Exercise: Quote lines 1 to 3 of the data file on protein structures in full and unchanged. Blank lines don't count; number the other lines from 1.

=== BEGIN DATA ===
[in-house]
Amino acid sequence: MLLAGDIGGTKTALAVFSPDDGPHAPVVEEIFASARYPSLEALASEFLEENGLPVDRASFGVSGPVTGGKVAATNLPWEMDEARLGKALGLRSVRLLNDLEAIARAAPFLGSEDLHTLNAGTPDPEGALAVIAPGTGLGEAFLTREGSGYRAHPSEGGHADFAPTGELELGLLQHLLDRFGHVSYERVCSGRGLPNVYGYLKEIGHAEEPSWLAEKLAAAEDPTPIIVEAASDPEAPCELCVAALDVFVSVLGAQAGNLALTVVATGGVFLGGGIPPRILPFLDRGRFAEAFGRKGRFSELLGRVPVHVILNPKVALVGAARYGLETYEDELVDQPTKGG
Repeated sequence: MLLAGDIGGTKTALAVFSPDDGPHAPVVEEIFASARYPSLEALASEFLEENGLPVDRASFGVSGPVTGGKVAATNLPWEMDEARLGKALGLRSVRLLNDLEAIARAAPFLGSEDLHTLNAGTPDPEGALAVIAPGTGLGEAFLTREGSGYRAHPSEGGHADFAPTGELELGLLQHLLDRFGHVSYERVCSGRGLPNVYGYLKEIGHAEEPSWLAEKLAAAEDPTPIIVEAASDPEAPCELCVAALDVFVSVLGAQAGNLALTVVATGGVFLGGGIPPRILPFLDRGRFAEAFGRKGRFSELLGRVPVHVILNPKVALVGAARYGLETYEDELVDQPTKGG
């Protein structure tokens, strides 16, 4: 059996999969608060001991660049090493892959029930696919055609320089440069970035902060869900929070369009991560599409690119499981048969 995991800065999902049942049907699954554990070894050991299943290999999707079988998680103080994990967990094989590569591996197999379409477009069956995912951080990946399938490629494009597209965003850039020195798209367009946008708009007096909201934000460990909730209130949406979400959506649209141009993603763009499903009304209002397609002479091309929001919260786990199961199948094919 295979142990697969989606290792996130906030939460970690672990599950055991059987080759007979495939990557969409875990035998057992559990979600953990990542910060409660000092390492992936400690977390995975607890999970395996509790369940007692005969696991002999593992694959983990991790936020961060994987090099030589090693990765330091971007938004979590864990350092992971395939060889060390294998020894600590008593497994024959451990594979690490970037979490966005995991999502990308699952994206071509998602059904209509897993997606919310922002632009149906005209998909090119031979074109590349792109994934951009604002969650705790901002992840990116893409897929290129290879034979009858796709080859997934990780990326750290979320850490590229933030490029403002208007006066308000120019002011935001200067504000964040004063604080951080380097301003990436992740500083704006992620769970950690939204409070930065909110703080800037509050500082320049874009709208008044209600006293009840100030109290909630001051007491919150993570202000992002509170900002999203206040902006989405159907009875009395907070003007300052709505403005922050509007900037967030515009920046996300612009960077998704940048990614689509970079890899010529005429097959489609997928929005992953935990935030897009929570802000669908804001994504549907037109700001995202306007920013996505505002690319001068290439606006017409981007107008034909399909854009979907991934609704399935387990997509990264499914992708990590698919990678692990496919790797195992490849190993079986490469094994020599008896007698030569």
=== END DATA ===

[in-house]
Amino acid sequence: MLLAGDIGGTKTALAVFSPDDGPHAPVVEEIFASARYPSLEALASEFLEENGLPVDRASFGVSGPVTGGKVAATNLPWEMDEARLGKALGLRSVRLLNDLEAIARAAPFLGSEDLHTLNAGTPDPEGALAVIAPGTGLGEAFLTREGSGYRAHPSEGGHADFAPTGELELGLLQHLLDRFGHVSYERVCSGRGLPNVYGYLKEIGHAEEPSWLAEKLAAAEDPTPIIVEAASDPEAPCELCVAALDVFVSVLGAQAGNLALTVVATGGVFLGGGIPPRILPFLDRGRFAEAFGRKGRFSELLGRVPVHVILNPKVALVGAARYGLETYEDELVDQPTKGG
Repeated sequence: MLLAGDIGGTKTALAVFSPDDGPHAPVVEEIFASARYPSLEALASEFLEENGLPVDRASFGVSGPVTGGKVAATNLPWEMDEARLGKALGLRSVRLLNDLEAIARAAPFLGSEDLHTLNAGTPDPEGALAVIAPGTGLGEAFLTREGSGYRAHPSEGGHADFAPTGELELGLLQHLLDRFGHVSYERVCSGRGLPNVYGYLKEIGHAEEPSWLAEKLAAAEDPTPIIVEAASDPEAPCELCVAALDVFVSVLGAQAGNLALTVVATGGVFLGGGIPPRILPFLDRGRFAEAFGRKGRFSELLGRVPVHVILNPKVALVGAARYGLETYEDELVDQPTKGG